MYSTERY WIRE — The worldwide trade in exotic and endangered animals is a multi-billion dollar business, and often a criminal conspiracy.
In the United States, it still flourishes because of an illegal underground network of breeders. This includes people like Joe Exotic, the colorful Oklahoma zoo owner featured in the recent Netflix documentary series Tiger King.
No one knows for sure how many lions, tigers, ligers, and other exotic animals are lurking in roadside zoos and backyard menageries. But federal officials say there are far more tigers being kept in cages in the U.S. than exist in the wild.
Joe Exotic is just one of dozens of big cat breeders. Young tigers are sold for thousands of dollars each, then smuggled across state lines. Most big cats end up spending their lives in cramped filthy backyard cages.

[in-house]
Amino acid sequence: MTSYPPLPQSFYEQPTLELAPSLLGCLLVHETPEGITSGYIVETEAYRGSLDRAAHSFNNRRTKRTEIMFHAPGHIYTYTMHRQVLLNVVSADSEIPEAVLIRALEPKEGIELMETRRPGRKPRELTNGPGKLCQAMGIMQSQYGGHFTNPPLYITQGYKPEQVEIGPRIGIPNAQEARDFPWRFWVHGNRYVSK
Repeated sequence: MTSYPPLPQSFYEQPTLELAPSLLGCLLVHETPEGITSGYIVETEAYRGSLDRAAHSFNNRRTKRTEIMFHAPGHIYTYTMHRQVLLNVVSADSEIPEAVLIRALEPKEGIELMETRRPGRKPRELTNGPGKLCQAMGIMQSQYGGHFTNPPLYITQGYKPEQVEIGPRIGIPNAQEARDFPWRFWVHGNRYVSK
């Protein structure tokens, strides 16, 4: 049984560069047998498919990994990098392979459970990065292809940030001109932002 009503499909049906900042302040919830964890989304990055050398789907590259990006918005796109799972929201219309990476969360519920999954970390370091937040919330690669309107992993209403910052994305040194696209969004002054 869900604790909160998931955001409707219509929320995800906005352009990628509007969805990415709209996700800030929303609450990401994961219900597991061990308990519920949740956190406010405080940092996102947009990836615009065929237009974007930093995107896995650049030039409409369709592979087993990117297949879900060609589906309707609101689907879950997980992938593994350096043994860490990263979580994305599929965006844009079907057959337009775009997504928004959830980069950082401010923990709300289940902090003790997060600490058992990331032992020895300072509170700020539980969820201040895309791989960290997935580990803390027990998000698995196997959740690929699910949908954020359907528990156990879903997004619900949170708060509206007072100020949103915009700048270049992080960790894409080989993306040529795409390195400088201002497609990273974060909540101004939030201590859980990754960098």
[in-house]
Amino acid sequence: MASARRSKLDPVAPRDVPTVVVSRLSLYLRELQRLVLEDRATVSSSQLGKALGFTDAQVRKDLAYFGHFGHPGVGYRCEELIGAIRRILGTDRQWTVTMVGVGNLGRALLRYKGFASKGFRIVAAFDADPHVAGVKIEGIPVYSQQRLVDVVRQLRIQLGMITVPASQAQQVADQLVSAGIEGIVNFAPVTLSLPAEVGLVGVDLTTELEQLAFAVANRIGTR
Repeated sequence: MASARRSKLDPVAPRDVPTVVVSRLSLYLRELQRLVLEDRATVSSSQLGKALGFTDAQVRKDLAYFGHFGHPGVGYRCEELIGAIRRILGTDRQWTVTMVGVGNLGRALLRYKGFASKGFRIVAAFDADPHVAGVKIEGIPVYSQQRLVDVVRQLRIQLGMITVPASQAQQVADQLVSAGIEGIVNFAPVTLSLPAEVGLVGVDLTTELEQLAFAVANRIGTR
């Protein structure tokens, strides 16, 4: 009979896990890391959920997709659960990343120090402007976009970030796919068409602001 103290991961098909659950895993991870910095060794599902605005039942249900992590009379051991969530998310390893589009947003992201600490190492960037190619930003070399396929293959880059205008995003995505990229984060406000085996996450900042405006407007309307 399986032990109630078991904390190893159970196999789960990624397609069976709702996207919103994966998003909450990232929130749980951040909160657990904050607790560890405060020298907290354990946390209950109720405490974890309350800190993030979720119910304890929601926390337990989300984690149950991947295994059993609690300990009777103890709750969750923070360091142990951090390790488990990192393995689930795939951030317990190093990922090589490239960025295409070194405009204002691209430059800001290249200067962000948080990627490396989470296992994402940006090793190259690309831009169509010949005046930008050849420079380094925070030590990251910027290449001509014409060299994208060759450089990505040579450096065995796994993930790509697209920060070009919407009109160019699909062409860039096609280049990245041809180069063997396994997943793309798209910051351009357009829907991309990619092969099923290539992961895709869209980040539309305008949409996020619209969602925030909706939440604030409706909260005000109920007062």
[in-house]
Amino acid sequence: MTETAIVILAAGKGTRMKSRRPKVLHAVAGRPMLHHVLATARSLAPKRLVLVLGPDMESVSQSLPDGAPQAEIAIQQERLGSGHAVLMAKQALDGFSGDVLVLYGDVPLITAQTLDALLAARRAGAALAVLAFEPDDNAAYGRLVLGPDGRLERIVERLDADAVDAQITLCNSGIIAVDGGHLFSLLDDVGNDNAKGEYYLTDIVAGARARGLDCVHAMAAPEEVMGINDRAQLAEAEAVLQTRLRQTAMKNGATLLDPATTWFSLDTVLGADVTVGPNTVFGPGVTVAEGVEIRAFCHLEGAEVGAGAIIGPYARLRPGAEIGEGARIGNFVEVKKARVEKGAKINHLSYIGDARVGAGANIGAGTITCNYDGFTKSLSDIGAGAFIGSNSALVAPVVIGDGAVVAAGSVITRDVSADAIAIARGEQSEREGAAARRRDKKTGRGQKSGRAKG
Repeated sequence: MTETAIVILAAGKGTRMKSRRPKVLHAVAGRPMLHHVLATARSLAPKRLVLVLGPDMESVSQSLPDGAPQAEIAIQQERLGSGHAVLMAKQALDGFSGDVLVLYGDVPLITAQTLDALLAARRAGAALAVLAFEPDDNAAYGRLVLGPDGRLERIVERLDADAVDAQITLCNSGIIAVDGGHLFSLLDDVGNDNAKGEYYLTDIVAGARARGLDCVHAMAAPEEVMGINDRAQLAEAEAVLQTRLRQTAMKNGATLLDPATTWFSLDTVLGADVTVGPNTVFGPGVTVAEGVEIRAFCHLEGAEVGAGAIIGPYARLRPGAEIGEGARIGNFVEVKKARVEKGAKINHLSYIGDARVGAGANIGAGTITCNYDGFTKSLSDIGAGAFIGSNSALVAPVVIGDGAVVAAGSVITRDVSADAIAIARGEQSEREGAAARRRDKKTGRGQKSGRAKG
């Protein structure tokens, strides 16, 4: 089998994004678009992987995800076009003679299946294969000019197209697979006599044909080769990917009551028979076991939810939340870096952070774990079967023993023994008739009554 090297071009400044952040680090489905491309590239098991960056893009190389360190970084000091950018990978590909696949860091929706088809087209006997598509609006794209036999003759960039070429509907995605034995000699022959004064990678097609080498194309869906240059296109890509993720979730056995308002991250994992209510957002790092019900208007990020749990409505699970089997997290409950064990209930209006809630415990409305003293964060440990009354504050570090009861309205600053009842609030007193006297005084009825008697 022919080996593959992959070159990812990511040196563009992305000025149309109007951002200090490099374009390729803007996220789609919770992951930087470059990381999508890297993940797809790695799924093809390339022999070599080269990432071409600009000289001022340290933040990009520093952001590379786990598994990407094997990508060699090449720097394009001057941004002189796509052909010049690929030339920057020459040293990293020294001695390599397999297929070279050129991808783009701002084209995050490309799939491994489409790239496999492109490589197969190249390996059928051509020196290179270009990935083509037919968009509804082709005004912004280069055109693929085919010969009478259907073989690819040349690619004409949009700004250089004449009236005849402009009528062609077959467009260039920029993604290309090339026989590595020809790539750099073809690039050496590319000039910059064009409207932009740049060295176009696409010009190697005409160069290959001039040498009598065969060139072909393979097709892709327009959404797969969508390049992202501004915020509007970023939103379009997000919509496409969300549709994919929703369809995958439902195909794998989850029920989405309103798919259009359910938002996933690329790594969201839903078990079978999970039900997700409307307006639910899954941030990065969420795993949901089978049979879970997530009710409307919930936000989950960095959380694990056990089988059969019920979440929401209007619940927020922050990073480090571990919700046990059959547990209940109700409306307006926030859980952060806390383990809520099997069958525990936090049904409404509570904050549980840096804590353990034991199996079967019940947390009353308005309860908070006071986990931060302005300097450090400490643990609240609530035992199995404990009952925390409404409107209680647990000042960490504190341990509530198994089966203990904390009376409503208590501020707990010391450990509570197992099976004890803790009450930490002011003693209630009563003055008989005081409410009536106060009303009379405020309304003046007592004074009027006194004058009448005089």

Animal welfare groups and activists are working to close the loopholes and shut down the illicit trade made famous by Tiger King.
“It did touch on also the public safety issue at play. One of Joe Exotic’s employees have their arm ripped off, Joe himself has been attacked,” said Carney Anne Nasser, an attorney and animal rights activist. “This happens even in accredited zoological institutions that even the experts get killed. Certainly the roadside zoo owners and the fly-by-night pet owners don’t have any business keeping a tiger on their property.”
Nasser helped convince federal agencies to focus on shutting down Joe Exotic and is now urging congress to take action on a wider scale. She now speaks publicly against big cat trafficking and has started a popular podcast on the topic called Tiger Talk.
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Mystery Wire spoke at length with Nasser and animal rights activist Wayne Pacelle. You can watch their interviews below.